Mangrove crabs are semi-terrestrial, meaning they live both in the sea and on the land. These crabs can be found in tidal mangrove mud flatsalong the Atlantic Coast from Florida to southern coast of Brazil. They typically burrow themselves in sediment and eat mostly decaying plant litter.
These crabs have a curved oval shell or carapace that is slightly egg shaped that can vary from blue to yellow in colour. They have 8 pinkish legs and 2 long pincers. Mangrove crabs are boiled whole or baked in a casserole with salt, onions, garlic, tomatoes, peppers and some fresh herbs. The crab meat can also be used for preparation of different dishes.
Mangrove crabs have highly variable life cycles that are dependent on different biotic and abiotic factors, such as precipitation, relative humidity, and the lunar cycle. They are slow-growing and long-lived; they have been known to live for more than 10 years.
These crabs mate at the time of maturity, which is approximately 3 years of age. Females are smaller than males; this is because the development of reproductive tissues required more energy for females, leaving less energy available for continued body growth. They grow through a process known as molting - regularly shedding their shell and growing a new, larger one. They continue to molt and grow after they have reached sexual maturity. During the breeding season, the crabs leave their borrows in a phenomenon characterized by mass mate-searching events. Once mating/fertilization has occurred, females spawns in the water. The larvae released during the rainy season develop in offshore waters and return to coastal waters five to eight weeks after larval release.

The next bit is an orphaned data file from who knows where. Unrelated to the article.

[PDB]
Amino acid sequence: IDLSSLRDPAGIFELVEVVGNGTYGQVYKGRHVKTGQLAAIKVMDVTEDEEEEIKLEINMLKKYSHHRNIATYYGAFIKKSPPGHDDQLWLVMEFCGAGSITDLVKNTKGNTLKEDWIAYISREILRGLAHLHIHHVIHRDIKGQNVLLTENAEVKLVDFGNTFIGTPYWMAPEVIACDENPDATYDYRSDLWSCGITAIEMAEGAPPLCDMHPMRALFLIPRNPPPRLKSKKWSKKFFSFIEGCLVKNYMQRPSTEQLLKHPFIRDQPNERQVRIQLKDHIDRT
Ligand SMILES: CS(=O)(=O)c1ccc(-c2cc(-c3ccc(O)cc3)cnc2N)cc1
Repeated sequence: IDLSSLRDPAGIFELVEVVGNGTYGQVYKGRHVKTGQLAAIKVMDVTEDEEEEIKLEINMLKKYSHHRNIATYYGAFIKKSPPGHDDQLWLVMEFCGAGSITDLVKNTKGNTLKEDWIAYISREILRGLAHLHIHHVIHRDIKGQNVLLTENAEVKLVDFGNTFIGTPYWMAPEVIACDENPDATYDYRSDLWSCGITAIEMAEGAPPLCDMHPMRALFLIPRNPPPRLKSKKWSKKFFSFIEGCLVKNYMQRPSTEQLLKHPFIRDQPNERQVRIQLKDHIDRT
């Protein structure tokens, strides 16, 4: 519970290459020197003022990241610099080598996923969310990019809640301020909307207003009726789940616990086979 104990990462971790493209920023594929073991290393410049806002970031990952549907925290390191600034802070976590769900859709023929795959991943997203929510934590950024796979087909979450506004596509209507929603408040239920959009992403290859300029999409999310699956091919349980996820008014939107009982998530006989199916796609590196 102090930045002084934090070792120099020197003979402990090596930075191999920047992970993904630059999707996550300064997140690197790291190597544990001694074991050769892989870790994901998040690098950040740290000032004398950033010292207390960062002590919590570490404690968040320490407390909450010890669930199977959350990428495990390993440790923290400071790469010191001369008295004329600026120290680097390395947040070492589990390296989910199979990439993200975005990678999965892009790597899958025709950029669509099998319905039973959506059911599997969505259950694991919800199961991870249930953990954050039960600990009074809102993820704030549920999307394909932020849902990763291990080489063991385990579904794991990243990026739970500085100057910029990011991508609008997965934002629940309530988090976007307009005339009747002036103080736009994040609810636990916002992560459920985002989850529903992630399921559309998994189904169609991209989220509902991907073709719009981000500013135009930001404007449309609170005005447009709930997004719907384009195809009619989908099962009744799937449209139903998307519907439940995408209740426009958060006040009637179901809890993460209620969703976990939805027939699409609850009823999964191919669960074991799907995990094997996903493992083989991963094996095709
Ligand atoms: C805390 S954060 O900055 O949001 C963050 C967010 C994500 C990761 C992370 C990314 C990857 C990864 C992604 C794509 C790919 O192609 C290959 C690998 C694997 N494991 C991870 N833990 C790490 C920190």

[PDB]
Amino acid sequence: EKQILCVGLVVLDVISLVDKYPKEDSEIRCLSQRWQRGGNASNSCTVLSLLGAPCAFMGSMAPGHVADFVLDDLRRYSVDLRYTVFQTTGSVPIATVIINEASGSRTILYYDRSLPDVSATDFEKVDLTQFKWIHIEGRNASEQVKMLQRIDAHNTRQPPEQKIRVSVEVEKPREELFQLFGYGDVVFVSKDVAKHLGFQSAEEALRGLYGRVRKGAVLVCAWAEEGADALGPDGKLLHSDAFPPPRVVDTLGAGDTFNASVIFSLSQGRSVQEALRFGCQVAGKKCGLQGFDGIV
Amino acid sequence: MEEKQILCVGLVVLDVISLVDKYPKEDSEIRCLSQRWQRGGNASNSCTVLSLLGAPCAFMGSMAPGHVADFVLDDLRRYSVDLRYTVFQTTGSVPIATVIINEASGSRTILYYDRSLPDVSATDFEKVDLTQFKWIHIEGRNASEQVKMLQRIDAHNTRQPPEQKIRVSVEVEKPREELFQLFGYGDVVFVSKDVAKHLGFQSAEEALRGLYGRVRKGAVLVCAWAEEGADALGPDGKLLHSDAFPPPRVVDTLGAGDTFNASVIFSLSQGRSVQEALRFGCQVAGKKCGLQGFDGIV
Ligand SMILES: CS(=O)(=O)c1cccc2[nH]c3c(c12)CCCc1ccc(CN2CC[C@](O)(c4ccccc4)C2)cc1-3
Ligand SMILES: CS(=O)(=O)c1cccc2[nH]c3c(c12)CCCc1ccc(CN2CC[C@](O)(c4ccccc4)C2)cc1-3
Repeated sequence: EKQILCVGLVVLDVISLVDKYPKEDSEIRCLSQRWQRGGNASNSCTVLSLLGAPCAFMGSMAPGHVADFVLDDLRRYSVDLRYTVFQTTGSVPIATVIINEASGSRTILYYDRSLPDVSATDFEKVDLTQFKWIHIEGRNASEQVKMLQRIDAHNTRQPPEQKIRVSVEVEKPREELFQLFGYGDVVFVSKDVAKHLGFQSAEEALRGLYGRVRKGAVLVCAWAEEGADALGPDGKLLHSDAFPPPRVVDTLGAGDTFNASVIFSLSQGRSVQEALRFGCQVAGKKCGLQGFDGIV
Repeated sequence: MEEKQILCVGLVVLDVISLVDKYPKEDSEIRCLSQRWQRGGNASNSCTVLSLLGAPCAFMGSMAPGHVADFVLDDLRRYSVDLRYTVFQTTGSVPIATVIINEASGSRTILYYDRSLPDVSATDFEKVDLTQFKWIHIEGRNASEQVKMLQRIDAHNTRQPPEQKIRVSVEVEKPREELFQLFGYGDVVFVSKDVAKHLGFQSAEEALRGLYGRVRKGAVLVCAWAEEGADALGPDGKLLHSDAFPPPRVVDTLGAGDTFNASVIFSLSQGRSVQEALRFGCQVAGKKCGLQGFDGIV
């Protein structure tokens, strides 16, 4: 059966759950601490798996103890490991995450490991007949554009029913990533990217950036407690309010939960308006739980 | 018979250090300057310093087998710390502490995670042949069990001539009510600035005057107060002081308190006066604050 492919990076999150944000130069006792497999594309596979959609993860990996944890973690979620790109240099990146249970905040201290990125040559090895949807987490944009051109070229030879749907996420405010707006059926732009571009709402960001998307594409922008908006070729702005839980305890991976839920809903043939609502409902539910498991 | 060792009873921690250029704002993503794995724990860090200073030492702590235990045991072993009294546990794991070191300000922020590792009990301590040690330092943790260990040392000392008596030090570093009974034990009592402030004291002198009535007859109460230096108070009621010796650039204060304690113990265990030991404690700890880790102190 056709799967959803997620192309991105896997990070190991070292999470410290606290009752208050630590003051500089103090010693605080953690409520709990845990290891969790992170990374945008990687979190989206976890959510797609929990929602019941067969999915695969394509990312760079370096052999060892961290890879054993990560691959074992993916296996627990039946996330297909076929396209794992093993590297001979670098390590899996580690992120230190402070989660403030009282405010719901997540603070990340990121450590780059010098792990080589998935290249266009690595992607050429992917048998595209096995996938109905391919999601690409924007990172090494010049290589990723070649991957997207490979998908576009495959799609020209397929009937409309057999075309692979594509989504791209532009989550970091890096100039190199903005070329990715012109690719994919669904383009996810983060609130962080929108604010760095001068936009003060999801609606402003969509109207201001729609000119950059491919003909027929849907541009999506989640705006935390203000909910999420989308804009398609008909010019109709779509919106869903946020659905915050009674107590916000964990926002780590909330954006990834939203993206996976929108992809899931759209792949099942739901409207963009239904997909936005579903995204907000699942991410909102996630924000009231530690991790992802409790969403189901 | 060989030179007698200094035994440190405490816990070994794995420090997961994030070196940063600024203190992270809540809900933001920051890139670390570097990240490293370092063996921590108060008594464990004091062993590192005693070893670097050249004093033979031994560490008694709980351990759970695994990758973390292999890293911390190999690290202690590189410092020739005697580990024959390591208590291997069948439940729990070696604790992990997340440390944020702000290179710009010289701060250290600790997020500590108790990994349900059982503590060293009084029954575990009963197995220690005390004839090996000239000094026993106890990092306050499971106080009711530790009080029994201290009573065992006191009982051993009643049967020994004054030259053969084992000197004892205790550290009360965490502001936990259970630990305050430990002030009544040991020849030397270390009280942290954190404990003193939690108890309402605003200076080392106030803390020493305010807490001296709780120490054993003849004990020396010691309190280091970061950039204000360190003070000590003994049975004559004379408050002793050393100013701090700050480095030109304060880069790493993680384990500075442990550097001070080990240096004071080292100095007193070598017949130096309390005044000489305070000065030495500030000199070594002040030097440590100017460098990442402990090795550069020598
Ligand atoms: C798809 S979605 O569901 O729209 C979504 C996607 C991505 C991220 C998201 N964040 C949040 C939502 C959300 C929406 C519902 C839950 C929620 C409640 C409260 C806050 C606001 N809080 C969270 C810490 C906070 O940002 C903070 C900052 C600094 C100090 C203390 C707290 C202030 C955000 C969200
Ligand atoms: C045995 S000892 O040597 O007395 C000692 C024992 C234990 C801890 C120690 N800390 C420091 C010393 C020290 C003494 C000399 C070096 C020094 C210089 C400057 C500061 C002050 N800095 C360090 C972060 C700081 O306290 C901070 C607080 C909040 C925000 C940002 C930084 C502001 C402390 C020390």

Mangrove crabs are important fishery resources in all Brazilian coast, mainly in the north and northeast where many fishermen depend upon their catch. In addition to its social and economic importance, the mangrove crab is a “keystone” specie in ecosystem, they playing an important role in the processes of nutrient cycling and energy transfer.
Artisanal Hand Collecting
Fish harvesters travel to mangrove habitat in estuaries using small boats and catch crabs by hand. They insert one arm into the crabs’ burrow and remove it with their hand or with the aid of a hooked stick.